I’m unsure of my words today. It’s been emotionally hard.
I feel like I’ve, once again, been caught in a dark alley by somebody who wants to take everything of value from me. In moments such as this, it’s fight, flight or surrender to the will of another. For most of my life, I have chosen to fight. Right or wrong or grey, I’ve broadened my stance and raised my hands. Even when I knew I was going to have my ass handed to me. There came a definite point in my life when I had had enough of being pushed around and being constrained or redefined by the baser will of others. After that arrival, I could never again walk away from a bully, whether his implements of war were intellectual, emotional or physical. I just wouldn’t let it go anymore. I spoke not with words, but from the pit of my raging soul. On occasion, that stubbornness blackened my eyes and crumpled me to the ground, balled up there like a suddenly tiny roly poly, heaving for air. Eventually, however, I began to walk away with fewer and fewer bruises. But, you know what? I walked away feeling that I won all of those encounters, simply by having stood firmly on my beliefs. And I’ve always believed in what I consider to be lofty things; consequently, I have many times been misunderstood. As I got much older, it became ever moreso an expression of principle and ideas than of footwork and quickness of hand, to stand for something meaningful. Not necessarily a square of earth, but for a corner of heart. Not necessarily a seat at the bar, but an actual belief. Not necessarily a desire to win a petty argument, but a faith in something bigger than my pride when I knew I was truly wrong. That’s gold. That’s worthy. That’s the kind of legacy you can twist into a bedtime yarn for the grandkids. Campfire stories are fun, but they’re forgettably foolish. Deathbed stories are stone-etched and never, ever speak of fools.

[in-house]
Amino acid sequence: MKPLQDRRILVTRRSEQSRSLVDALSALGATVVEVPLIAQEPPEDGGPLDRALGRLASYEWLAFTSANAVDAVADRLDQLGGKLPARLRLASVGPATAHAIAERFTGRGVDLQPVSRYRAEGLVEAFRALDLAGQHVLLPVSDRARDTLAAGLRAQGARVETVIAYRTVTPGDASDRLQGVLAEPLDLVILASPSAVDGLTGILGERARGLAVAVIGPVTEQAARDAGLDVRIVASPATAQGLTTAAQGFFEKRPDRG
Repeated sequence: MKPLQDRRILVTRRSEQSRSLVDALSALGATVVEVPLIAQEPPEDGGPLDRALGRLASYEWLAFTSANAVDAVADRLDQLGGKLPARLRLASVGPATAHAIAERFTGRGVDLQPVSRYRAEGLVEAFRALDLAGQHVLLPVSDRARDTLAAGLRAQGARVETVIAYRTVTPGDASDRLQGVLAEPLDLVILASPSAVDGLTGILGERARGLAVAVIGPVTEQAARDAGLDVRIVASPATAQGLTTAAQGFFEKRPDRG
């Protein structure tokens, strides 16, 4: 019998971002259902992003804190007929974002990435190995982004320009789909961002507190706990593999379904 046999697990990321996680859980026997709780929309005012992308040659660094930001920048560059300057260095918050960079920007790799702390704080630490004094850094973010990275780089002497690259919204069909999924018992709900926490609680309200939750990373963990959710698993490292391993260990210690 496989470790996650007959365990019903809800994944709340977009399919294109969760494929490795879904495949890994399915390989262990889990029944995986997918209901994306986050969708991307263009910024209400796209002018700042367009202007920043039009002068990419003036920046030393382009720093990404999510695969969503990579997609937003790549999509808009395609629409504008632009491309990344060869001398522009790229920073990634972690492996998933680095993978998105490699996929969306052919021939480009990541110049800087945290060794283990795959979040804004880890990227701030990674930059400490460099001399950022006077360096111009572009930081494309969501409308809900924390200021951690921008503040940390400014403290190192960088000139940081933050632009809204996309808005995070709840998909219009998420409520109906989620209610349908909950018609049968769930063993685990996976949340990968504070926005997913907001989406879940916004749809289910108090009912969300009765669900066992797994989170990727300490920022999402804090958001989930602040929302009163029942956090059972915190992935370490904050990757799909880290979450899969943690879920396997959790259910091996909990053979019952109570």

Since I’m at a major crossroads in my life, I thought I’d share something simple I wrote almost 20 years ago. I found it in a loose and dog-eared collection of handwritten pages full of what I call ‘word kernels’, brief ideas around which I might later return to and build a poem or short-work. Though I recall the moments in my life that inspired these words, they stare into me with a wisdom I apparently once had in view and, as the ever-arching circle of life tends to relentlessly prove, need to reach for again…
One can be the fool of the empire
From which he comes,
Or the fool of the ship
On which he goes,
But never the fool of both of those.